Lecture looks at Central American nations

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What makes one country develop into a democracy and another into a dictatorship is the basis of a Clark College sociology professor Carlos Castro’s upcoming lecture “Borderlines: Political and Economic Differences between Nicaragua and Costa Rica.” Part of the Faculty Speaker Series, this free, public event begins at 4 p.m. Thursday in the Ellis Dunn Community Room in Gaiser Hall, 1933 Fort Vancouver Way.

Costa Rica is one of the richest countries in Central America while its neighbor, Nicaragua, is one of the poorest. Costa Rica has a liberal democratic system, while Nicaragua is more authoritarian. Carlos Castro, professor of sociology, will offer his interpretation of why two neighboring countries with strong cultural similarities can differ so dramatically.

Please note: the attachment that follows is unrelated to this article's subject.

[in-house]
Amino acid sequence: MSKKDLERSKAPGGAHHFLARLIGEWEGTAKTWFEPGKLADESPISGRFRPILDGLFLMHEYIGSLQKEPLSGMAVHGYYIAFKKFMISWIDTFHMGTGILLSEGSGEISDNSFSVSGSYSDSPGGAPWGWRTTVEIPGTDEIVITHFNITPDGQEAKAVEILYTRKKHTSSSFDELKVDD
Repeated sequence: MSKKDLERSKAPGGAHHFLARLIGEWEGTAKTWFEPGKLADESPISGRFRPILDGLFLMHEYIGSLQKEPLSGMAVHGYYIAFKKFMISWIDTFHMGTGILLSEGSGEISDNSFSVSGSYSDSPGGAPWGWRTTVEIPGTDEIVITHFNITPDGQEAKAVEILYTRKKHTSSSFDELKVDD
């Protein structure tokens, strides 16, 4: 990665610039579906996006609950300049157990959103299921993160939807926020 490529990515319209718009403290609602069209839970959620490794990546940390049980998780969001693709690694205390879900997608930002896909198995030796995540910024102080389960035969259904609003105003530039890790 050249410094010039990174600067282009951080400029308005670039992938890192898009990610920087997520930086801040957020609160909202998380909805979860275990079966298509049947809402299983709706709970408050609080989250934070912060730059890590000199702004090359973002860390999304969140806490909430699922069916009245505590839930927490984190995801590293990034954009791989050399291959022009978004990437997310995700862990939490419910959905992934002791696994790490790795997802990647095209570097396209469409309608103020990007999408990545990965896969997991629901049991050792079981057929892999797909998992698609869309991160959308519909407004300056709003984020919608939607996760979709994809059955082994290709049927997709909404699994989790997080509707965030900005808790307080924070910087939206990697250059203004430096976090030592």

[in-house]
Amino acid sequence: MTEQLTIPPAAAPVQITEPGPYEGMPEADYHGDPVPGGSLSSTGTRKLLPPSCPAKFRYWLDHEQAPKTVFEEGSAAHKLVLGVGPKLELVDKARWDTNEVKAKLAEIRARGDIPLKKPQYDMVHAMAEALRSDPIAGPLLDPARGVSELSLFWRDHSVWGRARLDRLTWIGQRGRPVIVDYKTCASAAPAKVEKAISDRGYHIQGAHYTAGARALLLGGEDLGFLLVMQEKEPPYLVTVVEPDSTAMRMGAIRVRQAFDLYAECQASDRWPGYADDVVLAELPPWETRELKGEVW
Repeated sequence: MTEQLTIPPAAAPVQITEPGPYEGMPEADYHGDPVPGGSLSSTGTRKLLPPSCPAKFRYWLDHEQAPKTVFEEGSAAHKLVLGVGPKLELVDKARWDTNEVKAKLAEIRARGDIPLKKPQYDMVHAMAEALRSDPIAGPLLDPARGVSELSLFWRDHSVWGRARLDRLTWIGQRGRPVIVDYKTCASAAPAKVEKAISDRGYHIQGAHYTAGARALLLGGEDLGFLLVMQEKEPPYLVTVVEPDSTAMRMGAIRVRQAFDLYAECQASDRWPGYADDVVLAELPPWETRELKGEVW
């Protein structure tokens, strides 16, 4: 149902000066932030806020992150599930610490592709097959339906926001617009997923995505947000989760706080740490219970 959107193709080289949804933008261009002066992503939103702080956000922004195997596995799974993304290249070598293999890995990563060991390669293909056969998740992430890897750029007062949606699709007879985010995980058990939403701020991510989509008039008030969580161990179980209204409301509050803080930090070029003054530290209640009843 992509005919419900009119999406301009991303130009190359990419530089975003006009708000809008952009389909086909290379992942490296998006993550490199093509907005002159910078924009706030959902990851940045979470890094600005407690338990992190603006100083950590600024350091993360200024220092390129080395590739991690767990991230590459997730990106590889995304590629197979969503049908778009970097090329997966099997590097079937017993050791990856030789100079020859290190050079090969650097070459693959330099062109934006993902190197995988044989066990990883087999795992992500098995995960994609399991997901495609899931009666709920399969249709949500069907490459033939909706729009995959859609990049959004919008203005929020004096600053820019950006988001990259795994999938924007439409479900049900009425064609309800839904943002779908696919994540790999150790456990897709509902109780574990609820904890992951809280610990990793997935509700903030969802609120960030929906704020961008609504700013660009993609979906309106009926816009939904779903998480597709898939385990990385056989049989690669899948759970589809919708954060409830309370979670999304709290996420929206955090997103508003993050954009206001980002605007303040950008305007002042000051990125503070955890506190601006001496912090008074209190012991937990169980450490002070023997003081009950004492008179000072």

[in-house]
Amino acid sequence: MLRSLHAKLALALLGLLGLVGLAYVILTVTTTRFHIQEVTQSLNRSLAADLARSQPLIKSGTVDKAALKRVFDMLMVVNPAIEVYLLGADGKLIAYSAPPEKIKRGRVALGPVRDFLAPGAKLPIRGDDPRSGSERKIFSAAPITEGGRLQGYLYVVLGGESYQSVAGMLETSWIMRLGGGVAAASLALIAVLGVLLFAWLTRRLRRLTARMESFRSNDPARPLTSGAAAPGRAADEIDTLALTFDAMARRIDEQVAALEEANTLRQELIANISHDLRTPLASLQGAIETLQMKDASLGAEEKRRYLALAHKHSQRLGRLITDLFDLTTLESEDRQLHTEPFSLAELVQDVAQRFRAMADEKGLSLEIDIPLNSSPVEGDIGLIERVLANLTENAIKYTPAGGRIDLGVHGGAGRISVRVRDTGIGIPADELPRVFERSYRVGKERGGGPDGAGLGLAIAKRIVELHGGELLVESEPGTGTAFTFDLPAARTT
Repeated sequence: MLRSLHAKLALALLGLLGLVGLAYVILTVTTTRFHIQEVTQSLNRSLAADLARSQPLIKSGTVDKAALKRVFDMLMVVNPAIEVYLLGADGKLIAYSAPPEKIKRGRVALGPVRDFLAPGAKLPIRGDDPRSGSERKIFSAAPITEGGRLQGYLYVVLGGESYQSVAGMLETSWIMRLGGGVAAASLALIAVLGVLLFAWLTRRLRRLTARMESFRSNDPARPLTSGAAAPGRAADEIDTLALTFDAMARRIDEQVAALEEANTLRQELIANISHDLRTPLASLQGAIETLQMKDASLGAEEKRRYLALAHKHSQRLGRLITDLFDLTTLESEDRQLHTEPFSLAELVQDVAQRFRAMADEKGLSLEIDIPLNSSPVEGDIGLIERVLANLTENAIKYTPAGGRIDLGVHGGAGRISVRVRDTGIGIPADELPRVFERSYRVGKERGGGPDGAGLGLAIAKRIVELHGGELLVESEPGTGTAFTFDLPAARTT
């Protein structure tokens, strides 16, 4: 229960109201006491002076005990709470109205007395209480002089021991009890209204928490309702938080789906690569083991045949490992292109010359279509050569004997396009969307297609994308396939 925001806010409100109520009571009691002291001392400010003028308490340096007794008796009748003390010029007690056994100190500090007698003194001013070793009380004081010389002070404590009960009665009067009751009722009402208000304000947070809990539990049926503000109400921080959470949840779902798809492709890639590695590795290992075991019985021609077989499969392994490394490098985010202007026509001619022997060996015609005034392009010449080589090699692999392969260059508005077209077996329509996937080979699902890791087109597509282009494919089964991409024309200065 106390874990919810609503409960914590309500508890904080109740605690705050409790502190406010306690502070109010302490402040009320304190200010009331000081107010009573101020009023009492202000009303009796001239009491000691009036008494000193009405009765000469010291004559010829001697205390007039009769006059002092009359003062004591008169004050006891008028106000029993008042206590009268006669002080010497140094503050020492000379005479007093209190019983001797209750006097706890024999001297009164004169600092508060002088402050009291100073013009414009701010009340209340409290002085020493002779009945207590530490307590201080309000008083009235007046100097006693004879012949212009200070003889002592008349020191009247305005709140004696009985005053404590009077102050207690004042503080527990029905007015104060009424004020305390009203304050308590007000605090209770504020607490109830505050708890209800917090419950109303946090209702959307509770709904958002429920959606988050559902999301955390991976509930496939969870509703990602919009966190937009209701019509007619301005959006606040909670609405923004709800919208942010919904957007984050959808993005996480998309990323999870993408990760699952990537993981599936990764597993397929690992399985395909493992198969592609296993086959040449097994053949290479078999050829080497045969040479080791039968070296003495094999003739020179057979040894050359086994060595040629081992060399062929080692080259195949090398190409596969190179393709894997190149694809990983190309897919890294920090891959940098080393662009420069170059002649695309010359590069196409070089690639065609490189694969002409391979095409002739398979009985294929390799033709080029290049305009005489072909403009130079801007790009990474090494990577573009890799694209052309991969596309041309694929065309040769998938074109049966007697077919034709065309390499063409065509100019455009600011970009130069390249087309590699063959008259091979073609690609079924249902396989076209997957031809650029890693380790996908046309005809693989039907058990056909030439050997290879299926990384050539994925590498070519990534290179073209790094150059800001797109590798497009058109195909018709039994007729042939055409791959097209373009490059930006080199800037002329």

The lecture is in conjunction with Clark’s Celebración de mi Gente. Individuals who need accommodation due to a disability in order to participate should contact Clark College’s Disability Support Services Office at 360-992-2314 or 360-991-0901.

A native of Nicaragua, Castro holds bachelor of arts degrees in sociology and economics; master’s degrees in public affairs and community and regional planning and a doctorate in sociology — all from the University of Oregon. A published poet, essayist and academic, Castro is writing a book comparing and contrasting the development of Nicaragua and Costa Rica.